August 15, 2012 by David Gillaspie
YOU KNOW IT WHEN YOU SEE IT
Coming down from the London Olympics is like the day after the Super Bowl, or breaking up with a girlfriend. You ask the same question: what do I do now?
The games are over. No more prime time track and field. No more swimming coverage. No equestrian events. In other words, after the Olympics convert you into a fan of more sports than football, basketball, and baseball, it all goes away.
Track stars go back on the circuit, collecting appearance fees and traveling to foreign lands that don’t have football, basketball, or baseball teams to cheer for.
Or they go to Eugene, Oregon and hone their craft. Track Town, USA is a big destination.
Swimmers dive into the pool for their next big meet, their travels limited to nations with swimming pools big enough to accommodate their races. They’re called ‘Olympic Sized’ for that reason.
And the horses? Where do they go? To a barn befitting a six-figure beast. These aren’t three year old horses ridden in a few races and syndicated to a stud farm. Instead, they are older horses, some geldings, which is a polite way of saying castrated. No one lines up for their stud services, but owners do pay upwards of $200,000 to take them out on the jump circuit.
The sports lifestyle varies with each athlete. You hope the formally attired riders in equestrian events enjoy equally formal off-time with manor houses and manicured grounds. Anyone hanging on to a jumping horse longer than the rodeo-mandated eight seconds deserves some pampering.
Pairing horse people with money people is a good match. It’s educational. If the riders come from normal backgrounds, like a suburban ranch house instead of a mega-horse ranch, their proximity to wealth rubs them the right way. They learn to appreciate what it takes to keep them in the saddle, and the etiquette of the events demand a set of good manners.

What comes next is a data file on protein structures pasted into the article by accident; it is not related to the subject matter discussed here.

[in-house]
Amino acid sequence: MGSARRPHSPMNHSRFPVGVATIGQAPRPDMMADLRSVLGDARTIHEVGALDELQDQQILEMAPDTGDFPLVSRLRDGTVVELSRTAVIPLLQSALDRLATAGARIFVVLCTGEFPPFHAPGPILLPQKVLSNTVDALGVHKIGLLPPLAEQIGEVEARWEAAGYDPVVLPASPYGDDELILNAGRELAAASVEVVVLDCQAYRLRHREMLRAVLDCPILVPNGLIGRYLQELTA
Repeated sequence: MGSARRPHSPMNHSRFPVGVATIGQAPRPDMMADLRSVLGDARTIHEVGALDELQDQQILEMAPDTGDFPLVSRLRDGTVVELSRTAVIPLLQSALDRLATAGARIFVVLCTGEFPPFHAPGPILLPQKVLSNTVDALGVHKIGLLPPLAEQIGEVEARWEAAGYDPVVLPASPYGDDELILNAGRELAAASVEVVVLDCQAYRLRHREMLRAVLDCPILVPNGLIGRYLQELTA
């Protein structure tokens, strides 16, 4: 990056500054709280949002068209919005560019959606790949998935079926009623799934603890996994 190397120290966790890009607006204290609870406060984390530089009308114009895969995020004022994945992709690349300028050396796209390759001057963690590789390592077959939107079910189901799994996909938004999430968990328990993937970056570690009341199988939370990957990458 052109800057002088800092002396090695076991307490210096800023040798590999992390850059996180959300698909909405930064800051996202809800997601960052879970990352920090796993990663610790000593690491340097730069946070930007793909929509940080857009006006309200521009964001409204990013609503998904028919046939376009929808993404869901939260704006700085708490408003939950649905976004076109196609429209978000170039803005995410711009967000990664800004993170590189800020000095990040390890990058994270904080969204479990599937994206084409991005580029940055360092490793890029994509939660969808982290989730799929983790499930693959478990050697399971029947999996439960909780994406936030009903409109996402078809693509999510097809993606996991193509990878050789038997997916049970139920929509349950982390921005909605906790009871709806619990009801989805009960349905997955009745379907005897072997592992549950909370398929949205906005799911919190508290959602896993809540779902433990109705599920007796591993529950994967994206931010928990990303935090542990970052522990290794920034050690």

Big name professional athletes have a different take on lifestyle. If they come from the other side of the tracks, they may enlist designers from Pimp My Crib instead of interior visionaries trained at the Sorbonne. The tsunami of cash washing over athletes on their signing day spins life out of control in some cases.
The NBA might be the poster child of rags to riches and back to rags with an estimated half the players going broke five years after they hang up their headbands. They are not alone.
The Michael Jordans and Magic Johnsons of the world stood apart during their playing days the same way they stand apart in their post-playing days.
A survey of big money athletes help project which direction they’re headed. Chad Johnson? Terrell Owens? Does anyone expect them to join team ownership, rehab urban neighborhoods, or give a damn in general? Or will they continue circling the drain until the only news they make comes from the police blotter?
One athlete who seemed destined to do poorly after his playing days was Shaquille O’Neal.
When the big man hit Hollywood and the Lakers and added movies and rap to his work load, it felt like a matter of time before he retired early, failed at show business, and ended up holding the door at Caesar’s Palace like the late great fighter Joe Louis.
But Shaq didn’t fall for that trap. He stayed with basketball and showed the rest of us, if not NBA players, how it’s done:
- Find great players.
- Join their team.
- Win more NBA titles.
He avoided the chase for Wilt Chamberlain’s self-reported record of 20,000 ‘fans.’
And he didn’t leave until the game told him to.
The most important part of the sports lifestyle is still the sport. Leave too soon and you’re a quitter. Hang on too long and you’re a has-been. It’s the rare individual who balances the grace of their exit with the joy of their entrance.
Shaq did two things most sports stars don’t, or can’t, do. He continued his education until he earned a PhD to hang on his wall, and he joined an NBA broadcast team. He’s a bookend to the Round Mound of Rebound that was Charles Barkley. Talk about a challenging gig.
Watching Mr. O’Neal interact with the television team during games underscores the sort of character you hope rubs off on other former athletes with bad choices in front of them. He listens, he encourages, and he knows his role. When Charles went on a rant about sports writers he didn’t like, Shaq encouraged him to name more. He got an assist for that.
What sets him apart from others? I’ll take a shot and say it was his time at LSU. The lessons in Baton Rouge go a long way in establishing certain boundaries. But chances are those boundaries were defined early by his parents and he took it from there.
What are those boundaries?
Personal pride to back away from bad things getting worse.
Personal integrity to give your best effort even when it seems futile.
And personality that says have fun with it all and share.
That’s a style we call all live with.
(also posted on oregonsportsnews.com)